Tertiary Education Quality


What Responsibility Should Academics Take in Shaping the Tertiary Education Experience?


 As I have observed previously, Pears 2010, the view that education is a type of service, or product, and that students are customers, poses serious challenges for all stakeholders in the tertiary education sector. Not least for those charged with "delivering" this service (education).

 I was struck by a comment I heard recently, where the possibility that one might get lower course evaluation results was proffered  as a reason to avoid teaching and learning approaches that might be unfamiliar or challenging for students. The remark was made in relation to the suggestion that student teams should be allocated by teaching staff, rather than allowing students to choose with whom they wish to work,  in order to avoid reinforcing the tendency toward student project cliques.

 This raises a very interesting question for higher education. Should fear of a backlash in the form of poorer student evaluation outcomes influence us towards teaching and learning practices that our expert judgement and research evidence indicate are not in the best interests of a balanced educational experience?  Extending this question beyond immediate classroom choices, who decides what constitutes a quality learning experience? What aspects of the learning setting can we assess regularly, and how would we use such assessments to systematically improve higher education?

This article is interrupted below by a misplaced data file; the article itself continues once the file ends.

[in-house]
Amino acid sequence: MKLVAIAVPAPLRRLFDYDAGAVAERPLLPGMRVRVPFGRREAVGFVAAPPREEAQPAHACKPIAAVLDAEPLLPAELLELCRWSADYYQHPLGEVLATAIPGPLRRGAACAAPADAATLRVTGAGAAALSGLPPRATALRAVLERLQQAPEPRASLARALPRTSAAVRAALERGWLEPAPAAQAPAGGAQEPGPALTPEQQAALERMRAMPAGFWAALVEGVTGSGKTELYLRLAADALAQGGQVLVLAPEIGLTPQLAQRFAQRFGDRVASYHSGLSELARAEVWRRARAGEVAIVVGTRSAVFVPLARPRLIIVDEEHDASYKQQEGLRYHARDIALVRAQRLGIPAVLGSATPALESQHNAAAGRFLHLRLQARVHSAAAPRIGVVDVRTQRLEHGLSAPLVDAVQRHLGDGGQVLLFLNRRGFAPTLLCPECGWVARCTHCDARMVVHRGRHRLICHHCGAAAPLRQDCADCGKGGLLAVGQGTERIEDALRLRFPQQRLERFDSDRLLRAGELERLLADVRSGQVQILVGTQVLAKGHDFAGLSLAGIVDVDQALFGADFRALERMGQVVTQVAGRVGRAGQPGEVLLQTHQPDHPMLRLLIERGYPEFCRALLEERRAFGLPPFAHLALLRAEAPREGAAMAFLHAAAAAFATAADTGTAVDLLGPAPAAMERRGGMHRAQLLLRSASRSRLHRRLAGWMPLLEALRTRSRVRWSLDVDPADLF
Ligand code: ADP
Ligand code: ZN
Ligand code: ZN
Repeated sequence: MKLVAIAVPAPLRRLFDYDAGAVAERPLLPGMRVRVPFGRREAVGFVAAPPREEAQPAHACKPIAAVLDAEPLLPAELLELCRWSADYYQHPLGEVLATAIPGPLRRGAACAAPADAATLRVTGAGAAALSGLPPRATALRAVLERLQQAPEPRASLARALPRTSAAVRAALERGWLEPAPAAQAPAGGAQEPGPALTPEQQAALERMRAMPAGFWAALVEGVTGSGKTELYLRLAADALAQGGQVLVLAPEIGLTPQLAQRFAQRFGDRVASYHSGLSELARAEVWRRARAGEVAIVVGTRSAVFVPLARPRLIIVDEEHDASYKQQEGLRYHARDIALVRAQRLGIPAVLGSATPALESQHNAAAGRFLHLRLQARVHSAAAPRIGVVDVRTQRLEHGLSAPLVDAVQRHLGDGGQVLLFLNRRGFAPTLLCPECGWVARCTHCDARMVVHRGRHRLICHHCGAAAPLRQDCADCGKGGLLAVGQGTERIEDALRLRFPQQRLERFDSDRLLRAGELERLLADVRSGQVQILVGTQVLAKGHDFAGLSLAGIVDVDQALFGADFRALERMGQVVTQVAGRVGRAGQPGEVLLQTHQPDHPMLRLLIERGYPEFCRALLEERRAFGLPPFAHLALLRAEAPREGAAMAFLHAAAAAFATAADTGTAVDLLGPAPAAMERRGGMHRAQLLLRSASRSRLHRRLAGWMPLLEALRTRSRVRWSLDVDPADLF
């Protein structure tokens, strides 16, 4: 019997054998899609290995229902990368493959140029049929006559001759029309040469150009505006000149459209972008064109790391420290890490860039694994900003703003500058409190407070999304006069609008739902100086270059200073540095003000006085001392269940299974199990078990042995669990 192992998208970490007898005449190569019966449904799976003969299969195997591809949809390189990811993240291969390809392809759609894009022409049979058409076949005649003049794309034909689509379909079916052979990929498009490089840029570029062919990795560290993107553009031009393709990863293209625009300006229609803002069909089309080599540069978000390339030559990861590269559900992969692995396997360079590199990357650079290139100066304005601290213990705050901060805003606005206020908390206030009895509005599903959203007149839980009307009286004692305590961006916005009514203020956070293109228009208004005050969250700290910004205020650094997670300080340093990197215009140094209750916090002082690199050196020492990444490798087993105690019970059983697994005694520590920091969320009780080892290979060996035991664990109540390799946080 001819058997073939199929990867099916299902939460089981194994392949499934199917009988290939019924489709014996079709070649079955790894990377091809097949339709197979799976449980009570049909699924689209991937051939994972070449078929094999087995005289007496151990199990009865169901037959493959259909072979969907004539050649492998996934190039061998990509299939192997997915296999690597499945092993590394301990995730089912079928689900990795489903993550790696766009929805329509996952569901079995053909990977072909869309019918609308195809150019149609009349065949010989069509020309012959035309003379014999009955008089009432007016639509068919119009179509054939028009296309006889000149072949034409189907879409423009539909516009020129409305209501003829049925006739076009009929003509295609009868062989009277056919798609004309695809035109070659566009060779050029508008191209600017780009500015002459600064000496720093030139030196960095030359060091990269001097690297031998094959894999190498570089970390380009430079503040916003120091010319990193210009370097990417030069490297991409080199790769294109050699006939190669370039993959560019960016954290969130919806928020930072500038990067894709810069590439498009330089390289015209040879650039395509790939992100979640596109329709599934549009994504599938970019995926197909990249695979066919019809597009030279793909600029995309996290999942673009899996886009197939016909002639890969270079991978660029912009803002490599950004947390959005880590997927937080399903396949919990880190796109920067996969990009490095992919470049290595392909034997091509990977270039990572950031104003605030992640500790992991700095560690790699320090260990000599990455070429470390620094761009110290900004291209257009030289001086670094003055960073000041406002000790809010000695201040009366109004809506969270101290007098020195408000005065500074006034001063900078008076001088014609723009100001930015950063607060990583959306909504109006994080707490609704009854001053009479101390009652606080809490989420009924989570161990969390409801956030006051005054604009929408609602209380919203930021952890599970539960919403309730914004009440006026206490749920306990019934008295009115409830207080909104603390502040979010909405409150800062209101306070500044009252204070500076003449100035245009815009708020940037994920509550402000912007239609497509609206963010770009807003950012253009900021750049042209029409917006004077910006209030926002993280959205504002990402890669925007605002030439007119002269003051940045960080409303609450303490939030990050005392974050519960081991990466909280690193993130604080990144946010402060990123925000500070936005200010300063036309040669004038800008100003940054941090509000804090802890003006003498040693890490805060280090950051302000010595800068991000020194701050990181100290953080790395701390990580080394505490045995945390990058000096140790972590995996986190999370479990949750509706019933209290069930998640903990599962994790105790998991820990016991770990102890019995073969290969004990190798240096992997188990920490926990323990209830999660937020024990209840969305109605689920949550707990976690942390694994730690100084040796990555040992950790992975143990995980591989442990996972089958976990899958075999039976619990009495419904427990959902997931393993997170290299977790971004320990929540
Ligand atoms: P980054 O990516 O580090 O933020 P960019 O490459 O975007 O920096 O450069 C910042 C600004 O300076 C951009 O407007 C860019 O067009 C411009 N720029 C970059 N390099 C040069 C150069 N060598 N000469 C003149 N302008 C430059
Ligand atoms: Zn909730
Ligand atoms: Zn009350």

Clearly student perspectives are important and students should hold a valued place in an ongoing dialogue on quality enhancement process. However, we also need to ask ourselves, what other metrics and stake holder perspectives can afford us valuable insights in our quest to offer students the best possible learning outcomes and learning experiences?

 Principles drawn from the quality management literature  (see for instance Owlia 1997) provide an interesting viewpoint. Monitoring and innovation processes used to achieve total quality improvement in an enterprise, should provide meaningful input, but, not be seen as onerous or constraining. I think we need to bear this in mind in higher education, since many of the quality assurance processes introduced in national education systems seem to me to reduce flexibility and impose a high overhead for administrators and teaching staff.

We need to ask ourselves, what do we really need to know in order to improve educational quality, and how do we achieve educational renewal in a spirit of trust and collegiality within the higher education academy? The future of tertiary education lies in our hands, we have a responsibility to lead the way in shaping an education, built on sound scholarship, which will expand and engage the minds of future generations.

 References

 Arnold N. Pears. 2010. 'Does quality assurance enhance the quality of computing education?'.  In Proceedings of the Twelfth Australasian Conference on Computing Education - Volume 103 (ACE '10), Tony Clear and John Hamer (Eds.), Vol. 103. Australian Computer Society, Inc., Darlinghurst, Australia, Australia,  9-14. 

 Owlia, M. S. & Aspinwall, E. M. (1997), ‘TQM in higher education – a review', International Journal of Quality and Reliability Management 14(5), 527–543

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